________________ CM . . . . Volume XVI Number 5. . . .October 2, 2009.


Bug Bites: Insects Hunting Insects...and More.

Diane Swanson.
North Vancouver, BC: Whitecap Books, 1997.
63 pp., pbk., $16.95.
ISBN 978-1-55285-169-9.

Subject Headings:
Insects-Juvenile literature.
Insects-Food-Juvenile literature.

Grades 4-6 / Ages 9-11.

Review by Gillian Richardson.





Like the killer itís named after, an assassin bug hunts for its victims. This true bug creeps close, raises its beak like a dagger, and strikes. Muscular front legs grip the prey tightly until it struggles no more. Then the assassin feeds and slips its beak back into a groove between its legs.

Öone assassin bug can only be seen when it moves. Its sticky body and legs become covered with dust and lint, making it ghostlike. Unlike most assassins that hunt in fields, this one hunts inside houses.

 Drama in the bug world! Author Diane Swanson is a master at bringing the intriguing, awesome details of the animal world to the attention of young readers. This book about hunting insects chronicles the lives and deadly deeds of seven groups of bugs, including dragonflies, robber flies, mantids, wasps, ant lions and beetles. Details focus on life cycles, special adaptations, hunting habits, and, if all of that isnít fascinating enough, dig into the sidebars for more amazing facts. For example, there are thousands of kinds of dragonflies; they have generated superstitions and misinformation based on their habits and appearance; they have been around for millions of years, and they may swarm in huge numbers. Itís easy to see how much research went into this book.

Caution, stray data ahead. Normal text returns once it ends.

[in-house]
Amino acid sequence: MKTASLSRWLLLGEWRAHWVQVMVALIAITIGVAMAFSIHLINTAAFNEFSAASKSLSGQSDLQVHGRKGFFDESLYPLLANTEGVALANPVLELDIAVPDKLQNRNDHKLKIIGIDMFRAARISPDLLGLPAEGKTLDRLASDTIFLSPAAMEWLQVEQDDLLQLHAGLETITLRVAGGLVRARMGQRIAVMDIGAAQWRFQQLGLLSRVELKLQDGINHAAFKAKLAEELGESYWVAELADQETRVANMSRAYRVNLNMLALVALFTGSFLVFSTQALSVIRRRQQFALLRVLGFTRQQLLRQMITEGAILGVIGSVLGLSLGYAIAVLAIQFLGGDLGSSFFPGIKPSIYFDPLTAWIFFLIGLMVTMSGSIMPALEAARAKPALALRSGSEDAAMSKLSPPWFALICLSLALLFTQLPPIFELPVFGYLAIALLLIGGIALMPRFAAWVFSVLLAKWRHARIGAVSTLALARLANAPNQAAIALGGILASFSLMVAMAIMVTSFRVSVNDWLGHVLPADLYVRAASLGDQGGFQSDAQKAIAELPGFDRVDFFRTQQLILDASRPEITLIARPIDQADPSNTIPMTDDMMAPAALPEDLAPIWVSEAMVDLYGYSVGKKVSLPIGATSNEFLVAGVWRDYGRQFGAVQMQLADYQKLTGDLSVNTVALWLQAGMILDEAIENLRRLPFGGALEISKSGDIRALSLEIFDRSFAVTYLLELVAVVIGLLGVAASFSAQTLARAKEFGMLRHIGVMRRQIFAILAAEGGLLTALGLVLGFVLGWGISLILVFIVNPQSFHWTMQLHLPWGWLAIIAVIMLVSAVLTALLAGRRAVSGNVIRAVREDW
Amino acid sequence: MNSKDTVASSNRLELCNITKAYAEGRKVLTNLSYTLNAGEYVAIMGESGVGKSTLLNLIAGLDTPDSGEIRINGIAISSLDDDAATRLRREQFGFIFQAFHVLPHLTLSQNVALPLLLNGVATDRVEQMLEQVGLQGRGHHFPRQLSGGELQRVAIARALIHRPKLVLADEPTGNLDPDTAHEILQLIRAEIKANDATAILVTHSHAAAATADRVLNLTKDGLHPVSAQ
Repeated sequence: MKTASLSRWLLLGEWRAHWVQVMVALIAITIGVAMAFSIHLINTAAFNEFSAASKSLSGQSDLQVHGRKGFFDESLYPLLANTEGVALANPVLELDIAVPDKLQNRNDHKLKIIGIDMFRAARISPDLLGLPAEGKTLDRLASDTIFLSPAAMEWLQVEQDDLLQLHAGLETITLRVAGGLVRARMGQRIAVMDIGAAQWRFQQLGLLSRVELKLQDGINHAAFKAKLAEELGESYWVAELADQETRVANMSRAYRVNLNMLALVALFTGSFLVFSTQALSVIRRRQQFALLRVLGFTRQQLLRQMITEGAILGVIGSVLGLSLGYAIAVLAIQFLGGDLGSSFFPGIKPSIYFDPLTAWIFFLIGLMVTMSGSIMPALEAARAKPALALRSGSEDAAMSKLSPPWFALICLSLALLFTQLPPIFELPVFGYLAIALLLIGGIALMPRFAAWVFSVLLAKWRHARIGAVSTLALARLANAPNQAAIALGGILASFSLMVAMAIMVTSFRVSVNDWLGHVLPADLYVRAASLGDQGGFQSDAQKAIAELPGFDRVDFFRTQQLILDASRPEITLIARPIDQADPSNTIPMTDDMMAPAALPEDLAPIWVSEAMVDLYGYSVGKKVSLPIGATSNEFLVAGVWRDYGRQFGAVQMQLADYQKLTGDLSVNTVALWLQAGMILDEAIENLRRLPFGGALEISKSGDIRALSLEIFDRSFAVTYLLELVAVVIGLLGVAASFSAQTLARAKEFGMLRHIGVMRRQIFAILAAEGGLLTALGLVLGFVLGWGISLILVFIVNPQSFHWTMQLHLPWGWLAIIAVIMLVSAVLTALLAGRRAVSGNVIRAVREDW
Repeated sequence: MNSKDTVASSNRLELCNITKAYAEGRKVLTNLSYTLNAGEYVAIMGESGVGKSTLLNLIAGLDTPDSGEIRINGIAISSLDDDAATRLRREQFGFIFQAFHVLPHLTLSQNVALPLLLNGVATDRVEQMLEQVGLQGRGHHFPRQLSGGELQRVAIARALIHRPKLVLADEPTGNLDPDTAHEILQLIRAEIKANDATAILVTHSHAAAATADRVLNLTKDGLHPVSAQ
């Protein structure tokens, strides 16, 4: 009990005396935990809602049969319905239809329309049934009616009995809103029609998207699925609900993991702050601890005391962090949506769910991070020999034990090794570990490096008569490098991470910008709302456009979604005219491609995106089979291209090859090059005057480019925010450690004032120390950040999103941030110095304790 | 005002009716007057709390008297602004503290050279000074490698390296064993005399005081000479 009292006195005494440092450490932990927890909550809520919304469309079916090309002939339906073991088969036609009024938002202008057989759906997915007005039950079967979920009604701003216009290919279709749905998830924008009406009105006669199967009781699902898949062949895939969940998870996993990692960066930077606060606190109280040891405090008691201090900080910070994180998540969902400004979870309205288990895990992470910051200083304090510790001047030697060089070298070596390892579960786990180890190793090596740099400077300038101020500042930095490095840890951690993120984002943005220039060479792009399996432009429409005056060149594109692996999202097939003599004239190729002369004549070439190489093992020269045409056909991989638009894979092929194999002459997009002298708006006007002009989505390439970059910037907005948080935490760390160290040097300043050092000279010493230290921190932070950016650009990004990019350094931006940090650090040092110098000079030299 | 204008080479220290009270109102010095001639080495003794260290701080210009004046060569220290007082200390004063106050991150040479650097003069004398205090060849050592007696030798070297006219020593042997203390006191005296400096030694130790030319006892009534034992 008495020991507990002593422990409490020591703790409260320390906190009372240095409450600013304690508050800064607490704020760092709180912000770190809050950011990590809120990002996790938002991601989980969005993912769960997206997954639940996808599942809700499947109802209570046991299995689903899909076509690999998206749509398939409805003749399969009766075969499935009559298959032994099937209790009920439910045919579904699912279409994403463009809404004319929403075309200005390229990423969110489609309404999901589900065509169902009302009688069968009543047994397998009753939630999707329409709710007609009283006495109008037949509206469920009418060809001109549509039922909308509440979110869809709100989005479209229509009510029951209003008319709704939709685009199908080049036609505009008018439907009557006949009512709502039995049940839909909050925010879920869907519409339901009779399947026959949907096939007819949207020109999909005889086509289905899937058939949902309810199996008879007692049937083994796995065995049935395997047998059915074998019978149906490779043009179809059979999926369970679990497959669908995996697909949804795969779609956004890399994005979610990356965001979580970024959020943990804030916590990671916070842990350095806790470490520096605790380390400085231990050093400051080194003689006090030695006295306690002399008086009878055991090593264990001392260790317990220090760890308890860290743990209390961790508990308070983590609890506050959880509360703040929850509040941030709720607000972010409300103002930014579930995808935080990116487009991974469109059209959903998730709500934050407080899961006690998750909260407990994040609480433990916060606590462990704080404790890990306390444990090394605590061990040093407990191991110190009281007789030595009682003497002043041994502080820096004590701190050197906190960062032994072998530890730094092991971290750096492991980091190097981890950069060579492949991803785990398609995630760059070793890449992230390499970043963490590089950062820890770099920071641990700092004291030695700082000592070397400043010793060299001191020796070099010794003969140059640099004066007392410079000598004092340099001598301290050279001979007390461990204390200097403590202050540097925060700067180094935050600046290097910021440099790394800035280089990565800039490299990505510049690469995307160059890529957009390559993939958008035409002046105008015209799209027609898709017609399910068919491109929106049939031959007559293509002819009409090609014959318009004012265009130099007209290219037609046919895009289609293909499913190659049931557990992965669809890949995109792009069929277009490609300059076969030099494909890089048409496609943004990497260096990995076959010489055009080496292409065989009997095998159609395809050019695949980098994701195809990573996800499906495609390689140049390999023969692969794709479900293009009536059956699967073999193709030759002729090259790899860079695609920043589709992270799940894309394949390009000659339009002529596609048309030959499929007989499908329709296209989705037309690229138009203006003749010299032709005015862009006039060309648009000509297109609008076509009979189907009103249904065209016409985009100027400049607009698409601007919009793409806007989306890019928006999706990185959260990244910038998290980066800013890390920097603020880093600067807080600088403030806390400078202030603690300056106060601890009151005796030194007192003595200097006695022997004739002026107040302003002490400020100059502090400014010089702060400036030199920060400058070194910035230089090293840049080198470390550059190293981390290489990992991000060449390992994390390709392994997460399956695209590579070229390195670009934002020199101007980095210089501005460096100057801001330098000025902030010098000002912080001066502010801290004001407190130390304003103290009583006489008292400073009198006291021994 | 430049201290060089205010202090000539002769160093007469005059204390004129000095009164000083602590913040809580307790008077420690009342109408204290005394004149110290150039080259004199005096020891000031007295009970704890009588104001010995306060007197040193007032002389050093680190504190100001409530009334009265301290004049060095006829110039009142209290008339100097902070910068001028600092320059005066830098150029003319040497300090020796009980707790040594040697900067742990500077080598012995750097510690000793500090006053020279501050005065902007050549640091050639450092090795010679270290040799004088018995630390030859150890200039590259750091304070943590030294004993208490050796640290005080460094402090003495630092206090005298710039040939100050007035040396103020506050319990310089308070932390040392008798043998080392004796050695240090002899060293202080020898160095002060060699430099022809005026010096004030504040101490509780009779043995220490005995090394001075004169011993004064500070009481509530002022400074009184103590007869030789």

internal artSwanson uses a lively, inviting writing style to present her information. Language choices will engage young readers:

When the mantid chomps down, it slices easily through the tough outer coat of most insects. It nibbles its prey from end to end, feeding like someone eating corn on the cob. Soon all thatís left are the wings and coat.í

     This is fun to read, and an effortless way to learn.

     Many of the excellent quality, close-up photos were provided by the Royal British Columbia Museum. In some cases, sketches and drawings enhance and extend the text. The layout is uncluttered and pleasing to the eye, with lots of white space to set off the photos and colored background of the sidebars. Subheading choices are appealing: Super Mini Beasts, Copycat Robbers, Artful Ambushers. One sidebar (page 35) features diary excerpts from a childís detailed observations of a mantid egg case hatching. Wonderful inspiration for an activity readers could pursue.

     You can learn about bugs from many sources, but this book with its tight focus on the antics of hunting insects will have you looking at these bugs with new respect.

Highly Recommended.

Gillian Richardson is a freelance writer living in BC.

To comment on this title or this review, send mail to cm@umanitoba.ca.

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